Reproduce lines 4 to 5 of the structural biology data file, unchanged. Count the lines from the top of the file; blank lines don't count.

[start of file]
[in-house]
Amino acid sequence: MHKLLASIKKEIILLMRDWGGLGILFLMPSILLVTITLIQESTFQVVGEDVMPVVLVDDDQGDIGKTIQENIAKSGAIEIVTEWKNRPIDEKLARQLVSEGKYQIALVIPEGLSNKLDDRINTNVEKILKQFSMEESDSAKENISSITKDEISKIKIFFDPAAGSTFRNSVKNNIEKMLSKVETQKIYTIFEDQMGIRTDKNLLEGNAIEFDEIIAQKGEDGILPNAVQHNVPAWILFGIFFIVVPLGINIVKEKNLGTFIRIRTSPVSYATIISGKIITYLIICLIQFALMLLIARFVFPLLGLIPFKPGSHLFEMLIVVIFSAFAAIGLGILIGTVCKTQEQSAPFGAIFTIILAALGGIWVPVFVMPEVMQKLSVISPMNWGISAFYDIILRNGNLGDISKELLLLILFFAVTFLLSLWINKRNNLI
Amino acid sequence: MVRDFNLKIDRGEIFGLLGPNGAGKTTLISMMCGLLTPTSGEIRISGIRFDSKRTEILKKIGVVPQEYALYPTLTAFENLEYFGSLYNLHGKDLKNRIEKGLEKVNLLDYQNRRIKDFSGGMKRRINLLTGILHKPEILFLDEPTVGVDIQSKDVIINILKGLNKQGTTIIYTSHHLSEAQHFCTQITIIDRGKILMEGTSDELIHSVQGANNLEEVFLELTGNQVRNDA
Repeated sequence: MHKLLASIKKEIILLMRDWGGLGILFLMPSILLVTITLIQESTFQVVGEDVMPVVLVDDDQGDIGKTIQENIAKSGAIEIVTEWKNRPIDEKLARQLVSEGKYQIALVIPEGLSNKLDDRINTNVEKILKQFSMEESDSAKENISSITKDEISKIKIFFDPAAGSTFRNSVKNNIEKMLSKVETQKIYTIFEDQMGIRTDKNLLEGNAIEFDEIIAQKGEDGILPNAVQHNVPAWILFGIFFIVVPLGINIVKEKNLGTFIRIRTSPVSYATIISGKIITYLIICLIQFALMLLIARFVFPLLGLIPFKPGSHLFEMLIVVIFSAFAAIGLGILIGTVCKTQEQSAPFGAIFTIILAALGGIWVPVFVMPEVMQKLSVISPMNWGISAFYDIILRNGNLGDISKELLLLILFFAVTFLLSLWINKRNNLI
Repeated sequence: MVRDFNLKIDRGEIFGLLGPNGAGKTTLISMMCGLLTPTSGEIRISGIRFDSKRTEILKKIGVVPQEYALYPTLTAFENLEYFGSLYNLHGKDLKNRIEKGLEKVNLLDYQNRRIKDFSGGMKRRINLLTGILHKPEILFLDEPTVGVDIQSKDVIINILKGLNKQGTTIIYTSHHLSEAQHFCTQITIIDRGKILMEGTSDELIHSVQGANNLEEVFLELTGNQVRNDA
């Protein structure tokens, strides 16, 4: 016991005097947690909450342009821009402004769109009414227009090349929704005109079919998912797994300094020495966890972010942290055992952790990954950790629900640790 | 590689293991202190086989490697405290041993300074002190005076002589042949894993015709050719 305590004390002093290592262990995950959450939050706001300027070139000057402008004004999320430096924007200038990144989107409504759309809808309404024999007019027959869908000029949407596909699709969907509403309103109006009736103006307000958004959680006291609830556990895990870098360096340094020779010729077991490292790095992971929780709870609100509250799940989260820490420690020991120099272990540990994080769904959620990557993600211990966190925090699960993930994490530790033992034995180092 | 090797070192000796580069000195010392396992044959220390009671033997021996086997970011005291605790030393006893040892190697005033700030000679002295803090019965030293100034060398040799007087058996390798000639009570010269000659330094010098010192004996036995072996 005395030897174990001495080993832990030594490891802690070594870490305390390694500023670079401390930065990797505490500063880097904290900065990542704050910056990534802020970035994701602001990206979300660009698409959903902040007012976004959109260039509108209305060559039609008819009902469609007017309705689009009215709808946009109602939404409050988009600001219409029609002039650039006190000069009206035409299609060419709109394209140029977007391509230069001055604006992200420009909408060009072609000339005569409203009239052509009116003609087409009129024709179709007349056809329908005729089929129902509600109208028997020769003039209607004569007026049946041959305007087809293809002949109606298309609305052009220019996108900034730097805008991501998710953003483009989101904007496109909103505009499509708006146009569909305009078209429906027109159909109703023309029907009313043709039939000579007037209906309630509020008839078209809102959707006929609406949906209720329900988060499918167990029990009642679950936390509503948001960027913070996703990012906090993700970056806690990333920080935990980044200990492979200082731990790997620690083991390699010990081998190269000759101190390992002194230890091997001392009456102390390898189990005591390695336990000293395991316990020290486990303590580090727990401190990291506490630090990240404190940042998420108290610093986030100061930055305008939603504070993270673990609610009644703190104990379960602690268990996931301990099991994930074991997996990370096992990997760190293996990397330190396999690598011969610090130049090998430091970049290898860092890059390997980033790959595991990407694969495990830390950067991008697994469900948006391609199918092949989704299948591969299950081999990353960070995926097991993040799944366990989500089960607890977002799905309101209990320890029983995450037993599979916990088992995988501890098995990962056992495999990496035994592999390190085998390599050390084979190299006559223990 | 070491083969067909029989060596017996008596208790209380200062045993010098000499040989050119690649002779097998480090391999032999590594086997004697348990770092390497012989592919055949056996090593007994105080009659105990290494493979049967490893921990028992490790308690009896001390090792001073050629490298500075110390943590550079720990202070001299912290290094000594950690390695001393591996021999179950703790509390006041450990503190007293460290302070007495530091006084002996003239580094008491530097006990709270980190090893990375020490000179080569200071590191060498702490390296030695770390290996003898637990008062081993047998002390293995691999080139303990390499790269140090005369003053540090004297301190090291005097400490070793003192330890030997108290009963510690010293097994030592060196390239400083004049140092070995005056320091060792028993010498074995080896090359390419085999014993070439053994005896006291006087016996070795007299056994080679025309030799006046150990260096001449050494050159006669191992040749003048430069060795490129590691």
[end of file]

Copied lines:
Repeated sequence: MHKLLASIKKEIILLMRDWGGLGILFLMPSILLVTITLIQESTFQVVGEDVMPVVLVDDDQGDIGKTIQENIAKSGAIEIVTEWKNRPIDEKLARQLVSEGKYQIALVIPEGLSNKLDDRINTNVEKILKQFSMEESDSAKENISSITKDEISKIKIFFDPAAGSTFRNSVKNNIEKMLSKVETQKIYTIFEDQMGIRTDKNLLEGNAIEFDEIIAQKGEDGILPNAVQHNVPAWILFGIFFIVVPLGINIVKEKNLGTFIRIRTSPVSYATIISGKIITYLIICLIQFALMLLIARFVFPLLGLIPFKPGSHLFEMLIVVIFSAFAAIGLGILIGTVCKTQEQSAPFGAIFTIILAALGGIWVPVFVMPEVMQKLSVISPMNWGISAFYDIILRNGNLGDISKELLLLILFFAVTFLLSLWINKRNNLI
Repeated sequence: MVRDFNLKIDRGEIFGLLGPNGAGKTTLISMMCGLLTPTSGEIRISGIRFDSKRTEILKKIGVVPQEYALYPTLTAFENLEYFGSLYNLHGKDLKNRIEKGLEKVNLLDYQNRRIKDFSGGMKRRINLLTGILHKPEILFLDEPTVGVDIQSKDVIINILKGLNKQGTTIIYTSHHLSEAQHFCTQITIIDRGKILMEGTSDELIHSVQGANNLEEVFLELTGNQVRNDA